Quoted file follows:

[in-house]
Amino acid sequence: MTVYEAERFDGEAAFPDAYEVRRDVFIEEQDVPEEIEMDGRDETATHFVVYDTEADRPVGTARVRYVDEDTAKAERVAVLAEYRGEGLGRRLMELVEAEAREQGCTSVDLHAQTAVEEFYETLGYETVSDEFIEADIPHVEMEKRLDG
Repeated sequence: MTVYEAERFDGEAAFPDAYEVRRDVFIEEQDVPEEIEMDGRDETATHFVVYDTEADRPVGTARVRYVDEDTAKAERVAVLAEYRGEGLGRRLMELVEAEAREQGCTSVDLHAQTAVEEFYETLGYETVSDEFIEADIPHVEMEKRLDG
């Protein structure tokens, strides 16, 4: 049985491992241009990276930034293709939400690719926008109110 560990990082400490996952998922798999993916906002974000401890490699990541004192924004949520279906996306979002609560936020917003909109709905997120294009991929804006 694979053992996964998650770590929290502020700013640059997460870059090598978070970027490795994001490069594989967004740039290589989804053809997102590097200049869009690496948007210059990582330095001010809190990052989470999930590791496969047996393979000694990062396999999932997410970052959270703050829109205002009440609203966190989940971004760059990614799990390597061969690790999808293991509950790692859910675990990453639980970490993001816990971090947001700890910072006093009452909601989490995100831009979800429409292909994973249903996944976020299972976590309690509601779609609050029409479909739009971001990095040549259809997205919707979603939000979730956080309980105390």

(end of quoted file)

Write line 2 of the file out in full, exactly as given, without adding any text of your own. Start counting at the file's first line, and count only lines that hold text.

Amino acid sequence: MTVYEAERFDGEAAFPDAYEVRRDVFIEEQDVPEEIEMDGRDETATHFVVYDTEADRPVGTARVRYVDEDTAKAERVAVLAEYRGEGLGRRLMELVEAEAREQGCTSVDLHAQTAVEEFYETLGYETVSDEFIEADIPHVEMEKRLDG